We know of a few other big things in the belt – with two of them clas­si­fied as dwarf plan­ets like Pluto – and there’s some­thing heav­ier than Pluto too, the dwarf planet Eris, but it’s three-times fur­ther from the Sun than the de­moted ninth planet, and isn’t classed as a Kuiper Belt ob­ject (KBO) thanks to its ex­treme dis­tance – it falls into an area known as the Scat­tered Disc. Many sci­en­tists also be­lieve there’s ev­i­dence of a larger body in the or­bits of smaller ones, but it hasn’t been seen yet.

An ob­ject needs a sin­gle-body di­am­e­ter of at least 300 kilo­me­tres (186 miles) to be con­sid­ered a dwarf planet. Most known KBOs are much smaller than Pluto’s 2,377-kilo­me­tre (1,477-mile) width, how­ever.

There’s Lempo, a bi­nary sys­tem with at least one ad­di­tional satel­lite and a to­tal di­am­e­ter of around 400 kilo­me­tres (249 miles), the same as Saturn’s moon Mi­mas. It’s named after the god of love from Fin­nish mythol­ogy, and like a lot of KBOs ap­pears ex­tremely red. Then there’s Drac, only 90-kilo­me­tres (56-miles) across and named after Bram Stoker’s fa­mous count. It’s no­table be­cause of its high in­cli­na­tion and the fact its or­bit is ret­ro­grade – the op­po­site di­rec­tion to most other ob­jects.

Ul­tima Thule could be a bi­nary sys­tem too, but with a di­am­e­ter of just 30 kilo­me­tres (18.6 miles) it’s a bit hard to make out from Earth. It was cho­sen as the new tar­get be­cause of its po­si­tion – less fuel was re­quired to reach it. A brighter, and there­fore prob­a­bly larger ob­ject was also con­sid­ered, but the fuel needed to reach it would have left less in the tank for fu­ture ma­noeu­vring.

But why worry about some­thing so small and far away? Study­ing KBOs like this tells us about the way the So­lar Sys­tem was a long time ago. “The belt is anal­o­gous to the So­lar Sys­tem’s at­tic,” says New Hori­zons’ prin­ci­pal in­ves­ti­ga­tor Dr Alan Stern. “It’s an an­cient re­gion, very far from the Sun, which has been pre­served in a deep freeze. It’s the equiv­a­lent of an ar­chae­o­log­i­cal dig into the his­tory and for­ma­tion of the plan­ets. So sci­en­tif­i­cally it’s a gold mine, and by go­ing there with a space­craft and ob­serv­ing KBOs up close, like we’ll be do­ing with Ul­tima, we hope to learn a lot about how the early for­ma­tion stages of the plan­ets took place.”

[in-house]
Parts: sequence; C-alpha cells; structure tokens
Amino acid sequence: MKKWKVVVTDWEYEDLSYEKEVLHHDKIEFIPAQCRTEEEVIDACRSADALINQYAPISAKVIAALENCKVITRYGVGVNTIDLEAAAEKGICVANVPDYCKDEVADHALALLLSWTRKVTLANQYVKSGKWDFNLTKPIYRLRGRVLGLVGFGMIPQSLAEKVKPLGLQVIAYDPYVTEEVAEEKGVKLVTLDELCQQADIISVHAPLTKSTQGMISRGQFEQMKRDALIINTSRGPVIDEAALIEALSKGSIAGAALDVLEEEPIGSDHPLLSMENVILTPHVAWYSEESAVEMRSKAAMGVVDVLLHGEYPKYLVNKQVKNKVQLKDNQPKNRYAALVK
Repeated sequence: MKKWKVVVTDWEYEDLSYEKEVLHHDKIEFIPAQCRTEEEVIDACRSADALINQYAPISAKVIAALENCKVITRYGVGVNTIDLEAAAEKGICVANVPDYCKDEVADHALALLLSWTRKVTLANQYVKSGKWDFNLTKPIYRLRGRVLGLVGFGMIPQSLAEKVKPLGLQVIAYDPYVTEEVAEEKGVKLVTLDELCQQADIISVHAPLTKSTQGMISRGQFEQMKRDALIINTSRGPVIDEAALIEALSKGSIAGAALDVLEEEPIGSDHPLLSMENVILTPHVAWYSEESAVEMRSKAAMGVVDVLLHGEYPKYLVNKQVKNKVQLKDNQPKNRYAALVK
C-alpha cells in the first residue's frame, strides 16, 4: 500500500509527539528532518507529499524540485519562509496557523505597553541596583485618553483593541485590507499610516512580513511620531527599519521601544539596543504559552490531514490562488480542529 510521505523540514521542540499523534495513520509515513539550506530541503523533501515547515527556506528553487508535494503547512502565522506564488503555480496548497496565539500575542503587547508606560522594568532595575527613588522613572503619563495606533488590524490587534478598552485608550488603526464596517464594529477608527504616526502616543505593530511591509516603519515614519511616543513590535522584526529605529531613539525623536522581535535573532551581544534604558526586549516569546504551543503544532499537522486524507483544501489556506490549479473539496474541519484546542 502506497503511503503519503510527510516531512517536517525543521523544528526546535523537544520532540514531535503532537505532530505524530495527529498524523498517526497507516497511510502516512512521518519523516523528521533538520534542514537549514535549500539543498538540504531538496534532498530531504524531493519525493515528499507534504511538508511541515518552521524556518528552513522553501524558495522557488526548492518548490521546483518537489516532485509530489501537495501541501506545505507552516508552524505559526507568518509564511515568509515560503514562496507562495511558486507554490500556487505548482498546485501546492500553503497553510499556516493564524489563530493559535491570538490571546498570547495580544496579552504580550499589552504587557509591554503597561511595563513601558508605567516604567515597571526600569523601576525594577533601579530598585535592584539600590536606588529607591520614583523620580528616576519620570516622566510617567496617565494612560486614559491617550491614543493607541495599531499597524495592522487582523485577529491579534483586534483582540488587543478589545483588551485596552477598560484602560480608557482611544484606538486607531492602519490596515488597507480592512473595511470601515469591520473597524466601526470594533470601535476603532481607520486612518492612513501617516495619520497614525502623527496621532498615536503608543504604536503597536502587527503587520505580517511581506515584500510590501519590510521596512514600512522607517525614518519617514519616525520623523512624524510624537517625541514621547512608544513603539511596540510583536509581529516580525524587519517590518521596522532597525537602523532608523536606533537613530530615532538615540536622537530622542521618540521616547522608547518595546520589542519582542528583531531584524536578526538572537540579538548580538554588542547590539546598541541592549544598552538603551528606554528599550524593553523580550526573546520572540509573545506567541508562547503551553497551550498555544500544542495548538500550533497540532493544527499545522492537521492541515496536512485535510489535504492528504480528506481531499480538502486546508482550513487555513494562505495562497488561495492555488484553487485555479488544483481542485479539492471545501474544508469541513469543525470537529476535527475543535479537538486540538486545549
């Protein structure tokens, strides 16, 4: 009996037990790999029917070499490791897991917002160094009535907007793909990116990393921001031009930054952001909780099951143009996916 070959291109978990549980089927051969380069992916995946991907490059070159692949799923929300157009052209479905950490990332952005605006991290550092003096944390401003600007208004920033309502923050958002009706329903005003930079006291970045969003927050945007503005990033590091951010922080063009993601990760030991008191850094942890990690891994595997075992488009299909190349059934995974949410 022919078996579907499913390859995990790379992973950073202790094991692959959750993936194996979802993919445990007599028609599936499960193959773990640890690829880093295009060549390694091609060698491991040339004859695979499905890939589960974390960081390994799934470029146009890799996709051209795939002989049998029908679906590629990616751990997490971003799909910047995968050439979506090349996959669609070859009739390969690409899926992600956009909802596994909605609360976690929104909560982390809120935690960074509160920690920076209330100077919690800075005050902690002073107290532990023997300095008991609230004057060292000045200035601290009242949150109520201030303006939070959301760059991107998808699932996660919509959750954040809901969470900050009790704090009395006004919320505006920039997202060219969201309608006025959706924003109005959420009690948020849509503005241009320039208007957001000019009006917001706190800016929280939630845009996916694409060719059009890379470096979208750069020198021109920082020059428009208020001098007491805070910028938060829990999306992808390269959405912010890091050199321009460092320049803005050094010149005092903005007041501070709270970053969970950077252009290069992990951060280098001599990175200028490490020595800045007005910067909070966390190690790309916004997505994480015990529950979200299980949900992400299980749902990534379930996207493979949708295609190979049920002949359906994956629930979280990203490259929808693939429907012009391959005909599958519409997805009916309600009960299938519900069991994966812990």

And that’s not all, as the in­ter­ac­tions of the small ob­jects out there can tell us a lot about the move­ments of big ob­jects. Re­ally big ones. “What we know of the Trans-Nep­tu­nian re­gion is that it’s the left­over rem­nants of the ob­jects that didn’t make it into be­ing plan­ets,” says Dr Michele Ban­nis­ter, a post-doc­toral re­searcher at Queen’s Univer­sity Belfast, who helps dis­cover mi­nor plan­ets as part of the Outer So­lar Sys­tem Ori­gins Sur­vey. “These lit­tle rocky and icy worlds were formed in the ini­tial disc of ma­te­rial around the

Sun, the ones that never grew up into be­ing plan­ets in their own right. Since then they’ve been sculpted by changes in the or­bital po­si­tions of the gi­ant plan­ets, par­tic­u­larly Nep­tune.”